Fifty Trees Defaced, Uprooted in Suspected West Bank Hate Crime

Three dozen trees were uprooted and 20 more despoiled in As-Sawiya, a Palestinian village that has been repeatedly subjected to acts of violence and vandalism

Hagar Shezaf
Hagar Shezaf
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Trees defaced in As-Sawiya, the West Bank, September 18, 2020.
Trees defaced in As-Sawiya, the West Bank, September 18, 2020. Credit: Yesh Din rights group.
Hagar Shezaf
Hagar Shezaf

Fifty olive trees were uprooted and additional 20 vandalized Friday in a suspected hate crime in the West Bank Palestinian village of As-Sawiya, near the settlement of Ariel.

Ahmed Nasa'a, a Jaffa resident whose family is from As-Sawiya, told Haaretz that 30 trees had been uprooted from the plot his family owns. "I myself fenced the plot. When the police arrived I told them to take fingerprints from the fence, which was also vandalized, but they didn't."

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Nasa'a estimated the damage in some 60,000 shekels. The police are yet to respond to a Haaretz query on whether an investigation had been launched into the matter.

Olive trees cut down in a suspected hate crime in As-Sawiya, the West Bank, September 18, 2020.
Olive trees cut down in a suspected hate crime in As-Sawiya, the West Bank, September 18, 2020. Credit: Yesh Din rights group.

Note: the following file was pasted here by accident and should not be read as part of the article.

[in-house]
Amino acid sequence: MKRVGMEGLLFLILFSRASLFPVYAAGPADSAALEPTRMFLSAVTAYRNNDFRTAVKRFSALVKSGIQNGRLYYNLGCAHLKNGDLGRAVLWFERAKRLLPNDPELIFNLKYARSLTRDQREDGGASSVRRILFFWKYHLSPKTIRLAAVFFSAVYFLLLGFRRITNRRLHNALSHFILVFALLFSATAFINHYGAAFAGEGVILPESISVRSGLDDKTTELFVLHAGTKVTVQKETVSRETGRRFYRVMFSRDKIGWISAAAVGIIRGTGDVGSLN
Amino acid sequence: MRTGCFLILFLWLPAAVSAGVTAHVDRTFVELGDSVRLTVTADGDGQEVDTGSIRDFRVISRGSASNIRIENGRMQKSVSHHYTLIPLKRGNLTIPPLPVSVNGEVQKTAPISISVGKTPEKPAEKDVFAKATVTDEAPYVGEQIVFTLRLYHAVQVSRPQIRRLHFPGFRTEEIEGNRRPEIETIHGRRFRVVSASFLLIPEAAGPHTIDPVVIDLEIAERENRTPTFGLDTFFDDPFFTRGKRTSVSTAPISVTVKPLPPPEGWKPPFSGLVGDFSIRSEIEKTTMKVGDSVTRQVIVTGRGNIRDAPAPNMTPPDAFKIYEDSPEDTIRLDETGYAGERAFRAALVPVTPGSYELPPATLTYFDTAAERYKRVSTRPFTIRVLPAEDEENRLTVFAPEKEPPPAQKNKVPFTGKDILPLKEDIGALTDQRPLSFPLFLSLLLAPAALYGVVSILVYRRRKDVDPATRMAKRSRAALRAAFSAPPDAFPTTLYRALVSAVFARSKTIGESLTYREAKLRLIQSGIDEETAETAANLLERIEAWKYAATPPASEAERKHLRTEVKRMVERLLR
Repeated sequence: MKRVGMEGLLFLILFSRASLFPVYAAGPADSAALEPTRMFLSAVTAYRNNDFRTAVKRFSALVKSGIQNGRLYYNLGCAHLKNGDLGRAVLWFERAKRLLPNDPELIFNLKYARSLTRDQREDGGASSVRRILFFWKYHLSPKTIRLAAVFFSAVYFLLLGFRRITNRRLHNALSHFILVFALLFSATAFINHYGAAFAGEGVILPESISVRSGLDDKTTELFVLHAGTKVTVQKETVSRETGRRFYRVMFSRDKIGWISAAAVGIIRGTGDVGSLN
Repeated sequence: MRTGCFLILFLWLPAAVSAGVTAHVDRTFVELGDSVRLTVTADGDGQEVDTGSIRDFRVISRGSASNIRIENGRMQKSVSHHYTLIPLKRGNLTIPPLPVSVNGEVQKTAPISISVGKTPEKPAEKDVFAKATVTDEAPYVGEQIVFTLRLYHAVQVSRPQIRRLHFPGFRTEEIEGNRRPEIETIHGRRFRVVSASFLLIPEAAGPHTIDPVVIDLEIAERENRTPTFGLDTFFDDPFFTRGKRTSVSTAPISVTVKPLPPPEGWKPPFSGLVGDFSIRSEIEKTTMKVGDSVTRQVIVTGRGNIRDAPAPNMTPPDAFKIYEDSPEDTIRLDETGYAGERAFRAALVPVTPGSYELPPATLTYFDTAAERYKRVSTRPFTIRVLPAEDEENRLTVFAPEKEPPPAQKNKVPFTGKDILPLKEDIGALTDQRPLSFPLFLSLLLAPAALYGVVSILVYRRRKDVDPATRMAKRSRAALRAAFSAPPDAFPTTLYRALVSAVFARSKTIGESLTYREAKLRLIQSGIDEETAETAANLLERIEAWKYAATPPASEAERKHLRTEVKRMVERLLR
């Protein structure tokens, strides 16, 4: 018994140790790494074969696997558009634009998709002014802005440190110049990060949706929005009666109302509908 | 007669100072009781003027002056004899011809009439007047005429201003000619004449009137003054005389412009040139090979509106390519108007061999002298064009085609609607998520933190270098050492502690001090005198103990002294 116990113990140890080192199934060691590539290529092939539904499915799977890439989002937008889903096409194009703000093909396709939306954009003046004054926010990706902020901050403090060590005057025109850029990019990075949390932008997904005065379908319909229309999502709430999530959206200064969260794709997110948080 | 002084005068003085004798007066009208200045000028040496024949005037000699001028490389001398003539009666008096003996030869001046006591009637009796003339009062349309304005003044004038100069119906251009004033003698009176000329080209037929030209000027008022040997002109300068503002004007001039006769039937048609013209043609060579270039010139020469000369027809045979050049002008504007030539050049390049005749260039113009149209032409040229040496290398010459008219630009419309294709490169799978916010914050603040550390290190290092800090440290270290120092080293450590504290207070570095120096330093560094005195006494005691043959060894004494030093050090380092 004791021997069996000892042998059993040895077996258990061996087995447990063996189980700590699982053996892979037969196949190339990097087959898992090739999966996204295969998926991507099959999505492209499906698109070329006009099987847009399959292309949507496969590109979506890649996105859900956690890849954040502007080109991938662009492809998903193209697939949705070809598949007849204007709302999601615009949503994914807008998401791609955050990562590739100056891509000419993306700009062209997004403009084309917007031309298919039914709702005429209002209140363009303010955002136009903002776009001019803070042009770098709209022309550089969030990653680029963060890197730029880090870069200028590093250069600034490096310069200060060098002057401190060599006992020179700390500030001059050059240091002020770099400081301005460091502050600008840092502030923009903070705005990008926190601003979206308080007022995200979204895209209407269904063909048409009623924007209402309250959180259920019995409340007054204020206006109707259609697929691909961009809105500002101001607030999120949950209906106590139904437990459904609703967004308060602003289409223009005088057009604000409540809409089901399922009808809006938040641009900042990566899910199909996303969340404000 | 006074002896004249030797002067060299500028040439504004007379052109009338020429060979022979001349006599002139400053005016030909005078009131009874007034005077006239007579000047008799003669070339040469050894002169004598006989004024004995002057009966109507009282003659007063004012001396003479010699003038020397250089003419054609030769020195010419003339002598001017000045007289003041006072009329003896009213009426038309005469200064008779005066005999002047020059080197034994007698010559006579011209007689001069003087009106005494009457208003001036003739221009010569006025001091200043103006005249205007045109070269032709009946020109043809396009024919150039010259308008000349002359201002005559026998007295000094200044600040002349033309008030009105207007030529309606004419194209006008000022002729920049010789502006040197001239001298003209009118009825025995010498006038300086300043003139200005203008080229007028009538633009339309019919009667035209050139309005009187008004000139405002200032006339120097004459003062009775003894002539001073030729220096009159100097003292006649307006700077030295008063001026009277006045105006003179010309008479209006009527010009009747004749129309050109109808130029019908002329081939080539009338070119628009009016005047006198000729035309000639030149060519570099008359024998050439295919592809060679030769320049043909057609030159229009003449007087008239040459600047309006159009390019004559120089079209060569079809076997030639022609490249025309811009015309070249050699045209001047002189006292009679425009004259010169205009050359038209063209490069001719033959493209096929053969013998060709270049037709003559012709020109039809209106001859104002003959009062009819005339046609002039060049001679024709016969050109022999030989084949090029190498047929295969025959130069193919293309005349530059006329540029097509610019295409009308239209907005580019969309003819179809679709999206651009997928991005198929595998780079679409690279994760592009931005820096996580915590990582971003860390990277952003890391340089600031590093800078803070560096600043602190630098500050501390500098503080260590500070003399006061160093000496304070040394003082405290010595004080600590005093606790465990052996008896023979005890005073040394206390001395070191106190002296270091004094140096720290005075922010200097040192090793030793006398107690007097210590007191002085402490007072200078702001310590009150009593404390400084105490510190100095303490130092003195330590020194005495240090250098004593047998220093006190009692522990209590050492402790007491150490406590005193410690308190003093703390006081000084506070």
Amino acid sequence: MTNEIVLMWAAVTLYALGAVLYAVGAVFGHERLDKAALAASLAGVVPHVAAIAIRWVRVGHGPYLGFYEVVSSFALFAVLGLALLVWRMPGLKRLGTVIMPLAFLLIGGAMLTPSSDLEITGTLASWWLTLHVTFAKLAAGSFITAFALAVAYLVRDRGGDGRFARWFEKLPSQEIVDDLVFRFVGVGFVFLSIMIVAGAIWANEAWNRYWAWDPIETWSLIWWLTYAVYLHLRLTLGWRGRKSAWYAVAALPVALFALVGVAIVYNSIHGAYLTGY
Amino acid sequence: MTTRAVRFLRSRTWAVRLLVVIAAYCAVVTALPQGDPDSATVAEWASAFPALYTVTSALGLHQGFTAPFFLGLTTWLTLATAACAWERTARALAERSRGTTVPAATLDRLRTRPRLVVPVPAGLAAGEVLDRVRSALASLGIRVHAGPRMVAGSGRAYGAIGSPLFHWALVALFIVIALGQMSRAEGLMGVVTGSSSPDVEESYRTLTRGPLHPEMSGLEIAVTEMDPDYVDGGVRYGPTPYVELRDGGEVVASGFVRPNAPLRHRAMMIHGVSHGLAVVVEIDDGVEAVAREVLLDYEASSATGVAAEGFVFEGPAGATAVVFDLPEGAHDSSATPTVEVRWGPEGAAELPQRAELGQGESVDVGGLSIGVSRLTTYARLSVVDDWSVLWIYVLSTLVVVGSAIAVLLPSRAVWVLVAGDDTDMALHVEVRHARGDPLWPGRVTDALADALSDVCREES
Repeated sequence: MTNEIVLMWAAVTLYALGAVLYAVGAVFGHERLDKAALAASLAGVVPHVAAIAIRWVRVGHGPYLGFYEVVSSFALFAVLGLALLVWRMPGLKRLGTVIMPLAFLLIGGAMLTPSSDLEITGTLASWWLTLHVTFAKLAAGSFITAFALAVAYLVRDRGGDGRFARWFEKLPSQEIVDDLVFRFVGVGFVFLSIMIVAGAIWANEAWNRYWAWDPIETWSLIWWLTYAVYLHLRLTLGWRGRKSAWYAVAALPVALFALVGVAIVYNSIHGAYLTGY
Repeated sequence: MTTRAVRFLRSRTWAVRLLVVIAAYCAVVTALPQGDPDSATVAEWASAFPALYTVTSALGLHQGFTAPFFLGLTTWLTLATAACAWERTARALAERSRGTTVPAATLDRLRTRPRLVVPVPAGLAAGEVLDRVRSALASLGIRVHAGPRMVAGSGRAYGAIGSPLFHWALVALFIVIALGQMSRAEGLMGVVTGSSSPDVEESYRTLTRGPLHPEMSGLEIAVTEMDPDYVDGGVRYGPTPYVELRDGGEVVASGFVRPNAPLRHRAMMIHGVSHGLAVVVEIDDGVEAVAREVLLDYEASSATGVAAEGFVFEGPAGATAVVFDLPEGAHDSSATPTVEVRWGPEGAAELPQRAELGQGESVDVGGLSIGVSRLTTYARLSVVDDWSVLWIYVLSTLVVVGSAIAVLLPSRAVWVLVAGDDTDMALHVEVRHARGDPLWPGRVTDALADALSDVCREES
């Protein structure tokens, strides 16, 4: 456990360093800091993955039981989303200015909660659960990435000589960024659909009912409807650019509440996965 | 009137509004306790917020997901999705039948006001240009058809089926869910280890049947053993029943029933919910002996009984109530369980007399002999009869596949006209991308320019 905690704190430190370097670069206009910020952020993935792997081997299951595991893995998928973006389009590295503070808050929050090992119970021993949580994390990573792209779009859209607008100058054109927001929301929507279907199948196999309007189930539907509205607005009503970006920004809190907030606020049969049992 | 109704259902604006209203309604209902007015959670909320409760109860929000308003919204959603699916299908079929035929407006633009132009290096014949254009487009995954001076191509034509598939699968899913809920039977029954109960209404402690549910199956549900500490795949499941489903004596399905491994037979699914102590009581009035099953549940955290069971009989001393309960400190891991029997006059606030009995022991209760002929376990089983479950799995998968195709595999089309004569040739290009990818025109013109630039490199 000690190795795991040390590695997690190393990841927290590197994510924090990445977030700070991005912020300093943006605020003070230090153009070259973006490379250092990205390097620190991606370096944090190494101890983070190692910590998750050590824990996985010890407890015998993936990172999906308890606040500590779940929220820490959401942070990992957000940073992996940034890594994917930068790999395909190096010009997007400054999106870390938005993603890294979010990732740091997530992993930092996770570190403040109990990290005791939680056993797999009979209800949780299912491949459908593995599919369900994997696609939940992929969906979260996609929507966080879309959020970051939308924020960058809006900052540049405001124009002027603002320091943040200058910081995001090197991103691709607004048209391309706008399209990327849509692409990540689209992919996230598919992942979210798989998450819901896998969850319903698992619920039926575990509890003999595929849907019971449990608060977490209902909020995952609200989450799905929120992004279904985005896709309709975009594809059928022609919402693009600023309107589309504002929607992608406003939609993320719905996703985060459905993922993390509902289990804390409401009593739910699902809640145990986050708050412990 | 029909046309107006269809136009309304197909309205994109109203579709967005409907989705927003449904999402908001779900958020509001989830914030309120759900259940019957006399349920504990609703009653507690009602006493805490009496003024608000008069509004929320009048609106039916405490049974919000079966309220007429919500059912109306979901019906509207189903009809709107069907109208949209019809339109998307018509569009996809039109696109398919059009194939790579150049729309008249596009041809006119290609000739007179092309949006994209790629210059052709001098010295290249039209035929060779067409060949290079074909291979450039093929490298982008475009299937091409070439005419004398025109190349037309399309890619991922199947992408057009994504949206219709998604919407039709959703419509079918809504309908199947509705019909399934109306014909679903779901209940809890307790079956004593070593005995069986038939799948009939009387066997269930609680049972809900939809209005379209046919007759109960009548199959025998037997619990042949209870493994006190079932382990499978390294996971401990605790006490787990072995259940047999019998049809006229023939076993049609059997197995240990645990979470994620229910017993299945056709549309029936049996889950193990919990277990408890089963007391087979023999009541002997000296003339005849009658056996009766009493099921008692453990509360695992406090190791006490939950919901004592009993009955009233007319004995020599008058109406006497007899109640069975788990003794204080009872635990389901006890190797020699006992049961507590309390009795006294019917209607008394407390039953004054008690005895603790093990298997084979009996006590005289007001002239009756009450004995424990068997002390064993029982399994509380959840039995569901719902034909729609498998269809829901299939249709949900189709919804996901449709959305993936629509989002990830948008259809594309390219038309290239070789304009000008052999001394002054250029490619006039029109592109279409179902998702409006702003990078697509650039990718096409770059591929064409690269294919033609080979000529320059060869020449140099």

Another 20 tress from other plots were severely defaced.   

As-Sawiya has seen its share of vandalism in the past, but residents say they have witnessed an increase in recent months. In June, 12 vehicles were vandalized and pro-Israel graffiti spray-painted on the walls of homes in the northern West Bank village.

Security camera footage from the scene showed unidentified perpetrators puncturing car tires. Graffiti in Hebrew was also found on a wall, reading “Am Yisrael chai,” or "the people of Israel live," a phrase often used as a rallying cry for Israeli nationalists.

A defaced tree trunk in As-Sawiya, September 18, 2020.
A defaced tree trunk in As-Sawiya, September 18, 2020. Credit: Yesh Din rights group.

“We got up this morning to discover that car tires in the neighborhood were damaged and that there was graffiti on the houses,” village resident Sami Halil told Haaretz at the time. “I checked my security camera and saw that whoever did this came close to the window where my children were sleeping.”

Halil recalled the 2015 firebombing of a house in the West Bank Palestinian village of Duma, which killed three members of the Dawabsheh family, including an infant.

On Monday, the main suspect in the case, Amiram Ben-Uliel, was sentenced on to three life sentences plus 17 years in prison for attempted murder and additional 10 years for arson. Two days later, an Israeli minor convicted with involvement in planning the 2015 torching was sentenced on Wednesday to three and a half years in prison. 

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